ONE YEAR AGO: One-Two-Three Macarons

TWO YEARS AGO: Marshmallow Macarons

THREE YEARS AGO: Fujisan Bread

FOUR YEARS AGO: Air-Fried Tomatoes with Hazelnut Pesto & Halloumi Cheese

FIVE YEARS AGO: Red Velvet Layered Cake

SIX YEARS AGO: Lemon-Lavender Bars

SEVEN YEARS AGO: Quinoa Fried Rice

EIGHT YEARS AGO: Carrot Flan with Greens and Lemon Vinaigrette

NINE YEARS AGO: The Secret Recipe Club: Granola Bars

TEN YEARS AGO:  Awesome Broccolini

ELEVEN YEARS AGO:  A Twist on Pesto

TWELVE YEARS AGO: Ciabatta: Judging a bread by its holes

THE BEWITCHING KITCHEN TURNS TWELVE!

POST #1441

A PALINDROME!


Twelve years. Hard to believe. It’s been such a journey, I sometimes don’t recognize myself in earlier posts. Like those written when I was a certified cake-o-phobe and decorated cookies were not to be found in my virtual spot. Twelve years later, I turned into a passionate baker, so much so that I started a second site just devoted to cookies. How did that happen? I have no idea, but I am having a blast with it. First things first. What is a Birthday party without cake? To celebrate this special day, I made a cake that joins my Brazilian roots (brigadeiros) with the cookies that launched me into a more serious baking path: macarons. Raspberry is the flavor. Pink and gold the colors. Happy 12th, my dear Bewitching Kitchen!

CELEBRATION PINK AND GOLDEN RASPBERRY CAKE
(from the Bewitching Kitchen, cake slightly modified from My Cake School)

for one batch of cake:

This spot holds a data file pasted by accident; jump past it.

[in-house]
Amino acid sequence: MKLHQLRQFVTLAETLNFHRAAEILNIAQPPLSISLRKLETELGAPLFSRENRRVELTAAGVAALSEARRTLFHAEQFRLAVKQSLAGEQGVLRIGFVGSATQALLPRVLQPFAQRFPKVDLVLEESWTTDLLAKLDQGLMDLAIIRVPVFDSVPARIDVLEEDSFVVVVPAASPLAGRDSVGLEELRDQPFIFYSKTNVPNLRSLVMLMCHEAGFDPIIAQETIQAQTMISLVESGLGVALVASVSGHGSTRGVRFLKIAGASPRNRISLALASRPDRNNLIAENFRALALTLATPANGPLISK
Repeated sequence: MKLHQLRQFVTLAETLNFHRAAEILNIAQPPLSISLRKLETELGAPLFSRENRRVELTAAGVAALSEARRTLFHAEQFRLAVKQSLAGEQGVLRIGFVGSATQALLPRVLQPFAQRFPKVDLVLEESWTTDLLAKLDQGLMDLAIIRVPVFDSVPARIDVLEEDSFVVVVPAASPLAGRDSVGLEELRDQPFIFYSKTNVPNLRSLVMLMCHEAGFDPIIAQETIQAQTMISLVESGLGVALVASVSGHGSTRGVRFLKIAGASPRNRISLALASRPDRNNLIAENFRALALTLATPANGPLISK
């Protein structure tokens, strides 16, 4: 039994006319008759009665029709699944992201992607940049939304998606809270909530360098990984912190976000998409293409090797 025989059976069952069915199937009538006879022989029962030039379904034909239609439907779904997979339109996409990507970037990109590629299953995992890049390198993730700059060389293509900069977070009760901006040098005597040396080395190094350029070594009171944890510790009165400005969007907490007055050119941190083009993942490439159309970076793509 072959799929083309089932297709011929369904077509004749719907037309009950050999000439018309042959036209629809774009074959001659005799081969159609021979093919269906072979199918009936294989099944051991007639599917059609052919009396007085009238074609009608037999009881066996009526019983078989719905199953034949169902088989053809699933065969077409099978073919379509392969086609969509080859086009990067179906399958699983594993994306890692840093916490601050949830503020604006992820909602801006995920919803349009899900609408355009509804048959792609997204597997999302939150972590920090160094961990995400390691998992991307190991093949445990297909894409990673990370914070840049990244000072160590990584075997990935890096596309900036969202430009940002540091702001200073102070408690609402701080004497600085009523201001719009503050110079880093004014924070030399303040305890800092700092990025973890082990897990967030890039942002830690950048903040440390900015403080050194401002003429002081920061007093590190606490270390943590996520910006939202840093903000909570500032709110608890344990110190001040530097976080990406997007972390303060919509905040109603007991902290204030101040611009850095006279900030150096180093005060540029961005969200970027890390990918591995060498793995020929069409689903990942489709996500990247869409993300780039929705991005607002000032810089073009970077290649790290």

(I made two batches to have 4 cake layers, used 3 in the cake)
350g) sugar
285g cake flour
1 teaspoon salt
15g baking powder
5 egg whites
2 teaspoons vanilla
1 cup (242g) buttermilk
1/3 cup (72g) vegetable oil
140g unsalted butter, slightly softened.

Heat the oven to 325 degrees. Grease and flour two 8 x 2 inch round cake pans. Reserve.

In the bowl of your mixer add the dry ingredients, sugar, flour, salt and baking powder. Whisk to combine. Reserve. In a separate bowl, add the egg whites, buttermilk, vanilla and oil. Stir with a fork to combine.

With the mixer on low speed, add the slices of butter a few pieces at a time to the dry ingredients. Increase the mixer to medium speed and beat until the dry ingredients look crumbly and moistened by the butter. With the mixer on low speed, add half of the egg mixture, increase to medium speed and mix for 1 1/2 minutes, the batter will become thick and fluffy. Scrape the sides and bottom of the bowl. Add the remaining egg mixture in 2 pourings beating for 20 seconds after each addition. Divide the batter between the two pans.